D02J 1/00&nbsp(20060101); D02J 1/08&nbsp(20060101); D02G 003/26&nbsp(); D02G 003/34&nbsp()
  
Field of Search: 
  
  
















 57/246,248,350,9,204,205,206,208,209,243,283,289,298,311,908 28/252,271
  

References Cited  [Referenced By]
U.S. Patent Documents
 
 
 
2831748
April 1958
Finlayson

3142147
July 1964
Betsch

3389444
June 1968
Fletcher

3422615
January 1969
Norman

3616633
November 1971
Chevalier-Seyvet et al.

4070815
January 1978
Negishi et al.

4100725
July 1978
Magel

4152886
May 1979
Nelson



   Primary Examiner:  Watkins; Donald



Parent Case Text



This application is a division of copending application Ser. No. 838,799,
     filed Oct. 3, 1977, now U.S. Pat. No. 4,164,841.

Claims  

What is claimed is:

1.  A multifilament melt-spinnable plastic yarn comprising a plurality of melt-spinnable, liquid quenched plastic filaments mutually entangled by laterally oriented filaments
loops penetrating between the other filaments, said filaments having a noncircular cross section;  and


said yarn being characterized in that there are no more than about three segments of unentangled filaments of at least about 15 centimeters in length between adjacent entangled filament loops per meter of yarn on an average basis.


2.  A yarn as defined in claim 1 wherein said yarn is characterized further in that there is no more than about one segment of unentangled filaments of at least about fifteen centimeters in length between adjacent entangled filament loops per
five meters of yarn on an average basis.


3.  A yarn as defined in claim 1 wherein said yarn is characterized further in that there are about one to about three segments of unentangled filaments of at least about fifteen centimeters in length between adjacent entangled filament loops per
meter of yarn on an average basis.


4.  A yarn as defined in claim 1 wherein said melt-spinnable plastic filaments are substantially rectangular in cross section.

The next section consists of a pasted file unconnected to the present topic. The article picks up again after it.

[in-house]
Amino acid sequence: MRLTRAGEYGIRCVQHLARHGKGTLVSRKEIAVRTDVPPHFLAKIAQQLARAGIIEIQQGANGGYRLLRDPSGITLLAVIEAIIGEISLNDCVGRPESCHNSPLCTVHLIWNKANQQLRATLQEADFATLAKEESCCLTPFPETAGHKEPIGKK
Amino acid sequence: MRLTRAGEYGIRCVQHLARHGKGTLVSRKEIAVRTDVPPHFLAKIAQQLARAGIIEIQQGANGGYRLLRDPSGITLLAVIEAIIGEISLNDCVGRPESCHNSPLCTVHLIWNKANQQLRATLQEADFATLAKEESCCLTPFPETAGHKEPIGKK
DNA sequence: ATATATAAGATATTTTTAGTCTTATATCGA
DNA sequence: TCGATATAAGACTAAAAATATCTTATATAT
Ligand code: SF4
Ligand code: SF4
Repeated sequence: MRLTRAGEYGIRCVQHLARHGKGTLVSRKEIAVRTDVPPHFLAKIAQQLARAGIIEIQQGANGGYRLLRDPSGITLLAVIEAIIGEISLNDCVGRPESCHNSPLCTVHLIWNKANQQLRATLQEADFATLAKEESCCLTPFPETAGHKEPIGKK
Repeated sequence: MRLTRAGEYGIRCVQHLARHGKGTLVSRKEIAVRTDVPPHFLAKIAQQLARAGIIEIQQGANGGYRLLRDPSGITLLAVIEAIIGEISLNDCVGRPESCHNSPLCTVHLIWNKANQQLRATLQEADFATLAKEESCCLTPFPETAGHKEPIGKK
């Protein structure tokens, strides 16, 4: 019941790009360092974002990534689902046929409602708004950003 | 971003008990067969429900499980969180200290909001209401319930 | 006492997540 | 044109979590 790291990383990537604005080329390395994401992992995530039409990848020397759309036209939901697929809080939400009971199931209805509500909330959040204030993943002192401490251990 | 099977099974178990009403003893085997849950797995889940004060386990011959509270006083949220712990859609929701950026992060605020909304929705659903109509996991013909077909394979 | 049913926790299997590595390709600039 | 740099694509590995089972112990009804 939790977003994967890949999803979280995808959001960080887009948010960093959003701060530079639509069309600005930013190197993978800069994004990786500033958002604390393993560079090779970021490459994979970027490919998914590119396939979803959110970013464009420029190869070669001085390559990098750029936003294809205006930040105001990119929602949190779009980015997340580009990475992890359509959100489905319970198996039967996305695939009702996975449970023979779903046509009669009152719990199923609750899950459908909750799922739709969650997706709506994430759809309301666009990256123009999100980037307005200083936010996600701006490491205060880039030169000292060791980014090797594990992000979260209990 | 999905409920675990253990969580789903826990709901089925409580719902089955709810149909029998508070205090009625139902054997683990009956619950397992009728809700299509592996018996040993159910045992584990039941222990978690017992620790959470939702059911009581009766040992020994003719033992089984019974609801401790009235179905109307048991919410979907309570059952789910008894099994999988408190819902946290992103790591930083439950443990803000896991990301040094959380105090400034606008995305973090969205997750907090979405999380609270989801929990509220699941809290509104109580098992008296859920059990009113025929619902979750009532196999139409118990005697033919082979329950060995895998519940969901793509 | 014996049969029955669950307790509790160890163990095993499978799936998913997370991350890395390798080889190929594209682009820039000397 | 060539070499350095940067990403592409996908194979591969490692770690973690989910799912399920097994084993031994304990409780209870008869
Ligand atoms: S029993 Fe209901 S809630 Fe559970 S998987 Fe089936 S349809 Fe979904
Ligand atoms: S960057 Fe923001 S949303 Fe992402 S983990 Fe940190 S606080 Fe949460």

5.  A yarn as defined in claim 1 wherein said melt-spinnable plastic filaments are substantially rectangular in cross section with an aspect ratio of width to thickness of said cross section of approximately 6 to 1.


6.  A yarn as defined in claim 1 wherein said melt-spinnable plastic filaments are formed of a polymer comprising a polyolefin.


7.  A yarn as defined in claim 1 wherein said melt-spinnable plastic filaments are formed of polypropylene.


8.  A yarn as defined in claim 1 wherein said melt-spinnable plastic filaments are formed of extruded, liquid quenched polypropylene.


9.  A yarn as defined in claim 8 or claim 1 wherein said yarn comprises filaments having about 97 to about 191 denier per filament.


10.  A yarn as defined in claim 9 wherein said yarn comprises 34 filaments.  Description  

The present invention relates generally to the formation of multifilament thermoplastic yarn, and more
particularly to the continuous formation of bulked and entangled grass-like thermoplastic yarn.


In the preparation of fibers from fusible polymers, it is customary to force the molten polymer through the orifices of a spinneret into a region where the temperature is lower than the temperature of the molten polymer.  In the cooler region,
the molten polymer sets up into filaments sufficiently firm to be drawn away continuously by a yarn forwarding device.  Conventionally, the molten polymer is spun through a spinneret having orifices spaced from each other by relatively large distances in